Some stuff we bought

Some stuff we bought

Rest of the journey was uneventful. Passed the same mess I had mentioned in 1st part of this series to reach back home at about 11 pm. The temperature at night in Delhi was higher than the day temperature of every place we stayed in Himachal. After being on road for 13+ hours,  it hardly mattered.

Last photo of the trip

Last photo of the trip

If you think that eating at the restaurants and street food is getting boring, you can try one more category. Quite a lot of religious places offer some really good food, almost always free !   Although it’s not meant as a place  for eating out, it’s still a good experience to soak in the peaceful vibes of the place while enjoying a meal prepared with complete selflessness and devotion.  It’s one of a kind experience to see so many  people from all sections of society, even different religions working together just for the joy of giving. There are no restrictions or discrimination based upon race, religion, economic status etc, at least we haven’t seen any.

 Langar food in Gurudwara

Langar food in Gurudwara

What’s more, you can also contribute in your own way. These places accept help from volunteers in form of  labour, raw materials and money. So, in case  you feel guilty about “misusing the service” or if you just want to help, you do have plenty of options.

One of the most accessible places for such work  is a Sikh Temple or Gurudwara and there are plenty in Delhi.   Some of the famous ones are Bangla Sahib and Shishganj Sahib Gurudwara near Connaught Place and in Chandani Chowk respectively. Food is always vegetarian except a few rare exceptions in order to serve everyone regardless of his/her dietary preference.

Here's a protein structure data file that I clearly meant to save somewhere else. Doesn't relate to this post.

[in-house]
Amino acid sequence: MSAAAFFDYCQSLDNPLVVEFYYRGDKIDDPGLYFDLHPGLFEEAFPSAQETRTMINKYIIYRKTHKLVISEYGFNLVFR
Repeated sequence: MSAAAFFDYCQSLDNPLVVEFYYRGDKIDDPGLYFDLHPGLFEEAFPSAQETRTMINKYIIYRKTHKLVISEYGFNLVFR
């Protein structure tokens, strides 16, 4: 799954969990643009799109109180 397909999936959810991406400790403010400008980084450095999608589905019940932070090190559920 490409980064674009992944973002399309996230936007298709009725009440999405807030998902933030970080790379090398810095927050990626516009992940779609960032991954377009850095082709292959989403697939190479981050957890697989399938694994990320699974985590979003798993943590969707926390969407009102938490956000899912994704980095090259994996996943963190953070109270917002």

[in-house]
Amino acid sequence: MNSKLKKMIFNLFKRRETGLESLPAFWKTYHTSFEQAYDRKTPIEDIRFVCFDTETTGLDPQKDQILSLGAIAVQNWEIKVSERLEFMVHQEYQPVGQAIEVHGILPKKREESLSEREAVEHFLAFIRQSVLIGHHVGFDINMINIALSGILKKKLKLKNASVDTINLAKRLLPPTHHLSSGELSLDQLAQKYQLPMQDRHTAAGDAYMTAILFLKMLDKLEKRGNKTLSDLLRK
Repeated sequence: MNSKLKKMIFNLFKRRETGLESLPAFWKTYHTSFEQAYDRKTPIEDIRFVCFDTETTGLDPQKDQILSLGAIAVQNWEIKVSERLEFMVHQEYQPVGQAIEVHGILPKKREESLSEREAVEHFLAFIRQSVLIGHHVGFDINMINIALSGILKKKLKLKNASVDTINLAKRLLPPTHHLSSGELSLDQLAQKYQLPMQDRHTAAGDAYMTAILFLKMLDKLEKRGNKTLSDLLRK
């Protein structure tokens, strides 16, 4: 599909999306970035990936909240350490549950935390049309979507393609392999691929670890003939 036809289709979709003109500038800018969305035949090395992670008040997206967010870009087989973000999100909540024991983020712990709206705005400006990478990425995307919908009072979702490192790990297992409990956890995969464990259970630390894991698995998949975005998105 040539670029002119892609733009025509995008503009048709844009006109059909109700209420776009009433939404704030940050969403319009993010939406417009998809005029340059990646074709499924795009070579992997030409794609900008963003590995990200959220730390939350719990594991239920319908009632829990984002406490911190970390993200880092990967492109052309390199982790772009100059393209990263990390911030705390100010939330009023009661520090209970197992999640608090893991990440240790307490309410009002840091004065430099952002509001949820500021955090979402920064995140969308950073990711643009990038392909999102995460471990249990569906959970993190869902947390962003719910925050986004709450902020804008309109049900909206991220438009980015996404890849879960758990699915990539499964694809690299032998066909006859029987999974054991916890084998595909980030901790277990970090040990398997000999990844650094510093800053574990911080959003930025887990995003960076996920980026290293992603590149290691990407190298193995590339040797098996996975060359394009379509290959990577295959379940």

Another such place is International Society for Krishna Consciousness (ISKCON) Temple in East Kailash Colony.  Their free food service is based upon the dictum issued by the founder  Prabhupada: “No one within ten miles radius of an Iskcon temple should go hungry.” The same organisation also runs Akshaya Patra Foundation which  provides free food to lakhs of poor children all over India.   Food here too is vegetarian but has an amazing amount of variety. Ever heard of  Papite ka Halwa, Seb ki Sabzi ( papaya pudding, apple curry ) ? If  it’s your lucky day, you may have the chance to taste some exotic but really delicious food.

Another religious place serving some really good food is Akshardham Mandir. Although it’s not free, quality of  food exceeds the cost by a long margin. The temple itself is one of the star attractions of the city and considered by many to be one of the best modern temples anywhere. You can spend the whole day observing what the place has to offer without completing all of it.  Apart from the temple complex which is full of very beautiful and highly detailed paintings and sculptures, visitors can learn about history and philosophy of the mission as well as India from museum and multi-media shows.   Needless to say that your trip to Delhi is incomplete without visiting Akshardham.

If you are short on time but still want to sample as many different varieties of food as possible in the shortest amount of time, then there is no place better than a food court. Fortunately, there are quite a few such places where you can have almost any kind of Indian food in clean surroundings at fairly decent prices.